Mr M complained that the Council had allocated him a property in 2008 which it subsequently stated could not be adapted to meet his needs. Mr M is disabled and the Council had been fully aware of his needs prior to allocating the property to him. The Council advised Mr M to apply for a transfer to a more suitable property, but Mr M did not wish to move again as he and his family had become settled there.
Mr M had requested internal adaptations to the property (the fitting of a stairlift and a walk-in shower), and work to improve the external access. The Council stated that the external adaptations were not feasible and would not meet Mr M’s needs. It therefore carried out no adaptations to the property for over three years until it reassessed Mr M’s needs following Mr M’s complaint to the Ombudsman’s office in 2011. It then agreed to carry out all the adaptations requested.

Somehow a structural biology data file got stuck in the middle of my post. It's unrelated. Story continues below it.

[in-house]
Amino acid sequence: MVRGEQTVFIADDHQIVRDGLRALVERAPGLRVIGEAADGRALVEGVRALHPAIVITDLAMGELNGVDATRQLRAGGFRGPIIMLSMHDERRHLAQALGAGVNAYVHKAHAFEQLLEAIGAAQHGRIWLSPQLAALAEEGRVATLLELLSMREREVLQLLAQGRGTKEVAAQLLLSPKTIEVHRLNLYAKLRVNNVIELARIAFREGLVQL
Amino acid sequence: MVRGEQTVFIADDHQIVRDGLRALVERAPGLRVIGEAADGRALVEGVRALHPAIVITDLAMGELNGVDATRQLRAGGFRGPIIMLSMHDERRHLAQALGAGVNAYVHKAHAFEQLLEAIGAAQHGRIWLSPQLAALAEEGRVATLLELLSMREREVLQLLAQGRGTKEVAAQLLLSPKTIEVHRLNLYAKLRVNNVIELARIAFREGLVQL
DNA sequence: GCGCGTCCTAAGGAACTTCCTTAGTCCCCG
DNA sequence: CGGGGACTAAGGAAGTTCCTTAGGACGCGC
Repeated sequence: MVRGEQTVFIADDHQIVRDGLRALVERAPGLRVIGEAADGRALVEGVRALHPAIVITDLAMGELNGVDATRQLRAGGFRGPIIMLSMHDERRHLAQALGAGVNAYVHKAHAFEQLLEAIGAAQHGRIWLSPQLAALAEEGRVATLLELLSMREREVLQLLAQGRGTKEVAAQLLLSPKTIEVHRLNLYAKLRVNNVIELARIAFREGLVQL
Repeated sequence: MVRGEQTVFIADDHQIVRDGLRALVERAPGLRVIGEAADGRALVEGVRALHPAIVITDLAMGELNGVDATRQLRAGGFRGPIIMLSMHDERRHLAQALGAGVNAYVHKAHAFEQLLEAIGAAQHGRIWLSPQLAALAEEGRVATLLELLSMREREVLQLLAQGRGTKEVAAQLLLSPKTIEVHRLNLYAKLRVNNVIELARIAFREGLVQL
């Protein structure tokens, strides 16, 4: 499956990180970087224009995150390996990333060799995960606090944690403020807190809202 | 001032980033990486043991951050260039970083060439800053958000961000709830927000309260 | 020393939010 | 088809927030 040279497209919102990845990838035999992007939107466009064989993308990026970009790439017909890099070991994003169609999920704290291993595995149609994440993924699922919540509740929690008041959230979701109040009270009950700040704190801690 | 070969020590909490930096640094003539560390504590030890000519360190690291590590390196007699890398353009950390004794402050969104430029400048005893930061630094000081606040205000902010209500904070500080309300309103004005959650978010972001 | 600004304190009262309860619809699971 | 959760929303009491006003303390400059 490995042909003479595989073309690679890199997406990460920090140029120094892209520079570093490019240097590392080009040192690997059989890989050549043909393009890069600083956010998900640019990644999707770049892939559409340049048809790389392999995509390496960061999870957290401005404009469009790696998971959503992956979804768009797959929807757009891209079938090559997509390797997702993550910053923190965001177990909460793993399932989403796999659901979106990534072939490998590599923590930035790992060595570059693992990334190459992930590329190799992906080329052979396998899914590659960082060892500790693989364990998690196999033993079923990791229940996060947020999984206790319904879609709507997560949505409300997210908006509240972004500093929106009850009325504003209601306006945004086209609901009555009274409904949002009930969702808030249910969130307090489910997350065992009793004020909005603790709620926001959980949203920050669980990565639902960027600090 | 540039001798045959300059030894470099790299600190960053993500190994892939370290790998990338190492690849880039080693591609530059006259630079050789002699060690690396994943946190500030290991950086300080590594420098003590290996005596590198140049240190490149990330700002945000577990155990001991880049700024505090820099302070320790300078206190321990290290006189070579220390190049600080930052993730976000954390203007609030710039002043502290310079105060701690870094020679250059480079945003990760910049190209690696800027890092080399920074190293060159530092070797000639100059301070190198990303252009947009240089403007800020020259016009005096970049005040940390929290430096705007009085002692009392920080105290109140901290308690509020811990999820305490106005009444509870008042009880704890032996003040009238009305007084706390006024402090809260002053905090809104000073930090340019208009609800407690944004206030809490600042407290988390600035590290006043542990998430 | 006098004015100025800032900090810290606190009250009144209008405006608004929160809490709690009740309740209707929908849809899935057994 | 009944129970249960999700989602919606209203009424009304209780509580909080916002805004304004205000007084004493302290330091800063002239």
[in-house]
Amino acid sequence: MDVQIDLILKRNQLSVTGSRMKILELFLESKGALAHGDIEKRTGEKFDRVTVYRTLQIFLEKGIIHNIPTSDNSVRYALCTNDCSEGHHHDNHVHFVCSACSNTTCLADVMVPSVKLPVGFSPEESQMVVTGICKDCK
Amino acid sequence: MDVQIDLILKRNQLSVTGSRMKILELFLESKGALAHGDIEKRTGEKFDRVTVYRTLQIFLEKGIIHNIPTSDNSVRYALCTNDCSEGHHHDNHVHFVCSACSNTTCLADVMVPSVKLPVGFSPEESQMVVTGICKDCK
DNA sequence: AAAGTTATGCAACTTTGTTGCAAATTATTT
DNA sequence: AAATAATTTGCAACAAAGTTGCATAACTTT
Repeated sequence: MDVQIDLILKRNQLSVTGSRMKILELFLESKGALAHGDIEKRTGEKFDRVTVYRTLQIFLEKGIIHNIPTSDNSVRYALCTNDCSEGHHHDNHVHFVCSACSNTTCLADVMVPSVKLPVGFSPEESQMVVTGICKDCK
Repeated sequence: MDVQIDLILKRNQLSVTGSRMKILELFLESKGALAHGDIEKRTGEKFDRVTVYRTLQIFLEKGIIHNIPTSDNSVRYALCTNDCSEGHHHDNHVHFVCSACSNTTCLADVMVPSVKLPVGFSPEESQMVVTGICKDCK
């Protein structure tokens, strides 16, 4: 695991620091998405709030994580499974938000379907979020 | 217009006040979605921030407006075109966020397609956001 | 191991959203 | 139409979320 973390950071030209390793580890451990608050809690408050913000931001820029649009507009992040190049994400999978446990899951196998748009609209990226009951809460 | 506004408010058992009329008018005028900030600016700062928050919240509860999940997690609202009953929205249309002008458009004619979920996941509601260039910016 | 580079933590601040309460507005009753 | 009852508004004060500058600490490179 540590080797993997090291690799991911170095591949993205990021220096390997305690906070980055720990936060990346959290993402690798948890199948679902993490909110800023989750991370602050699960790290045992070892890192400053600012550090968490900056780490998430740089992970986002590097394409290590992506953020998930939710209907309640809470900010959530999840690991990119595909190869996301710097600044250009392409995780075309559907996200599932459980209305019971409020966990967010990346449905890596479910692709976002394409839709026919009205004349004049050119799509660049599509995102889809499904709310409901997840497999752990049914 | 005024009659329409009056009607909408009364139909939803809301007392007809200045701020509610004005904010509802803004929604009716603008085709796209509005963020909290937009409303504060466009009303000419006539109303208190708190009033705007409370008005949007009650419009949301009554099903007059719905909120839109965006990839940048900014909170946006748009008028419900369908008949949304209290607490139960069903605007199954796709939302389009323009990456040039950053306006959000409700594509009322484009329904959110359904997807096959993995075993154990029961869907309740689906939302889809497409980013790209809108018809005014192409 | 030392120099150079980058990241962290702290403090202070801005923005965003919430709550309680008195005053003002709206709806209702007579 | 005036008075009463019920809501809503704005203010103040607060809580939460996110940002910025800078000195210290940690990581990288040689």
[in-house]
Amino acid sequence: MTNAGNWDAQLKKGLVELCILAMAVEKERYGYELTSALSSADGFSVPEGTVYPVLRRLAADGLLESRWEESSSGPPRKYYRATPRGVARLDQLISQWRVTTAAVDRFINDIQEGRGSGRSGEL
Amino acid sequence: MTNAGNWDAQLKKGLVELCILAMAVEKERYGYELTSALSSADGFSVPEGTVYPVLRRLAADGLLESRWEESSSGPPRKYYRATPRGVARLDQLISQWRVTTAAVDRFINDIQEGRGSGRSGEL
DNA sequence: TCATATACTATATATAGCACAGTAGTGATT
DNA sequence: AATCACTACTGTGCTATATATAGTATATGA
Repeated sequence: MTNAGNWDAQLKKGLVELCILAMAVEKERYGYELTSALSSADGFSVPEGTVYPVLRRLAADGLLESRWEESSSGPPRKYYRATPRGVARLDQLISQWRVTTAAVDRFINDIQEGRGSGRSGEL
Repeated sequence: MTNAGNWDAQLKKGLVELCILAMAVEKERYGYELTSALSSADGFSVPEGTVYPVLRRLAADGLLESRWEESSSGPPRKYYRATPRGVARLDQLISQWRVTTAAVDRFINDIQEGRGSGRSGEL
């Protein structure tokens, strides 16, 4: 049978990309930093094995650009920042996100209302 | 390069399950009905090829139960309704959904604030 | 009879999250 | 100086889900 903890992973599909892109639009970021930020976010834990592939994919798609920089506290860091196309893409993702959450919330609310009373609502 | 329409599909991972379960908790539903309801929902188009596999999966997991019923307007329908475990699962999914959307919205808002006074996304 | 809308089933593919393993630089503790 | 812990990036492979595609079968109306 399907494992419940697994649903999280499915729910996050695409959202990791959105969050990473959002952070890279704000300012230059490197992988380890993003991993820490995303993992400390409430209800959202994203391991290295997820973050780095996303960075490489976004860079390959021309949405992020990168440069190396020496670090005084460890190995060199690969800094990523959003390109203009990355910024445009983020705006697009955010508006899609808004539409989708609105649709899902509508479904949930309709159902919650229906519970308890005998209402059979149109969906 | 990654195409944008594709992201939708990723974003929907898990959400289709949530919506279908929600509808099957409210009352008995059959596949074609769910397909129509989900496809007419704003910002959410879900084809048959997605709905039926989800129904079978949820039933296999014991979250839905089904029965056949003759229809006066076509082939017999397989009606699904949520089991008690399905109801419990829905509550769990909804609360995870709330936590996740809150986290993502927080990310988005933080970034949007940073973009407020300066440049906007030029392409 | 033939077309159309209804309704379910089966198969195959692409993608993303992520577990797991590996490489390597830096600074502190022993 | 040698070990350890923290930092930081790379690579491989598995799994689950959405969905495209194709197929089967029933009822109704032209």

The Ombudsman found maladministration in the allocation process and throughout Mr M’s request for adaptations at the property. There had been no occupational therapy assessment of the property prior to allocation to Mr M, nor was there a full assessment of Mr M’s needs for adaptations by either an occupational therapist or social services for over three years after he had moved into the property. The Council did not appear to recognise its statutory social care duties to Mr M, or that his human rights may have been engaged. The Ombudsman upheld Mr M’s complaint and made a number of recommendations including an apology to Mr M and a payment of £3000.
The full report can be downloaded below.